After a retiring Senator put the kibosh on reauthorizing the the Terrorism Risk Insurance Act as part of the Cromnibus bill last month, a new Congress reauthorized the federal terrorism coverage backstop yesterday.
The bill, which demonstrated bipartisan support by a vote of 93 to 4, now awaits President Barack Obama’s signature
The “Terrorism Risk Reauthorization Act of 2015 (H.R. 26),” the bill:
- extends TRIA for six years;
- incrementally raises the program’s trigger from $100 million to $200 million in total insurance losses beginning 2016;
- increases insurer co-share from 15 to 20 percent.
- raises the aggregate amount the insurance industry has to absorb TRIA eligibility from $27.5 billion to $37.5 billion. To put this in perspective, losses from 9/11, which is about $43 billion would qualify for TRIA. The industry would be responsible for the first $37.5 billion, leaving a balance of $ 5.5 billion for the industry to borrow and pay back.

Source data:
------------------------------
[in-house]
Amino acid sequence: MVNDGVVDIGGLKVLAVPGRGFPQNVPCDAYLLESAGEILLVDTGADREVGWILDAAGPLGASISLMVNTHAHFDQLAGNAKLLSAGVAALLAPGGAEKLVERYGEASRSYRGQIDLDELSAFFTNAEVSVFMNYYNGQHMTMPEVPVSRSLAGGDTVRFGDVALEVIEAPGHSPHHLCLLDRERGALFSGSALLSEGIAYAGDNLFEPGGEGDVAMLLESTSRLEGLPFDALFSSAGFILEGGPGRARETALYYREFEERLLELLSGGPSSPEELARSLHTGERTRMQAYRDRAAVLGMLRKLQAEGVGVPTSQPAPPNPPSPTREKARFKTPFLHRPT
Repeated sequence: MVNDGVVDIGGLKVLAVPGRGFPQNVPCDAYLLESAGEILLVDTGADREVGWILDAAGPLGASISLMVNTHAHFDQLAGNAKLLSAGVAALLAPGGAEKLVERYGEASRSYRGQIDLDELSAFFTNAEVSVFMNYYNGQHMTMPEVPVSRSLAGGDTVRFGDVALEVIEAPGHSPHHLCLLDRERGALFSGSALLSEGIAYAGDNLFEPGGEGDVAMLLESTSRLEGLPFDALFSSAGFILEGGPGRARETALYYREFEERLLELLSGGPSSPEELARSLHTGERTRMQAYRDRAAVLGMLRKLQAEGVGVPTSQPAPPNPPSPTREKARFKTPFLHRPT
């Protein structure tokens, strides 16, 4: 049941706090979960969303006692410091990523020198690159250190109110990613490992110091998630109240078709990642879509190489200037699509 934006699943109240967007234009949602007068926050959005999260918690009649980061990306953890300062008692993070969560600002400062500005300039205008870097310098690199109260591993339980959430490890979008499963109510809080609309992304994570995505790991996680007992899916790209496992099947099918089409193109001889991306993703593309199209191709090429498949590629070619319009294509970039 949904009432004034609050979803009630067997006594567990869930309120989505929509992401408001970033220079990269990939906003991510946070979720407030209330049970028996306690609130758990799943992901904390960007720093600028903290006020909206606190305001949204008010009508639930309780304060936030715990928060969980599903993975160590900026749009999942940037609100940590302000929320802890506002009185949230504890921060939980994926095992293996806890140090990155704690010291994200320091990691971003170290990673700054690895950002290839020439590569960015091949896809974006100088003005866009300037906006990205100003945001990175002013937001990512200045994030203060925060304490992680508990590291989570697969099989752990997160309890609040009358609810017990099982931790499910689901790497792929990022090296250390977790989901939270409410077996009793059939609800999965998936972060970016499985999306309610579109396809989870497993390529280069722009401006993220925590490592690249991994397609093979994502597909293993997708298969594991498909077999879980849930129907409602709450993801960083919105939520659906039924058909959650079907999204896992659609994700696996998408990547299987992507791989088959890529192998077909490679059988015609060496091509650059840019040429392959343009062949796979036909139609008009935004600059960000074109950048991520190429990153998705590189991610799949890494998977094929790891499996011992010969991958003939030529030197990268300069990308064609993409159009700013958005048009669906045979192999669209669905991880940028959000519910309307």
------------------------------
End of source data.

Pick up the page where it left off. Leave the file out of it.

TRIA passage was especially important for workers’ compensation insurance. Unlike other lines, workers’ compensation cannot limit coverage due to nuclear, biological, chemical or radiological, (NBCR) attacks.
I have written several blogs concerning TRIA — especially the actuarial and workers’ compensation implications. The most blog recent can be found by clicking here.
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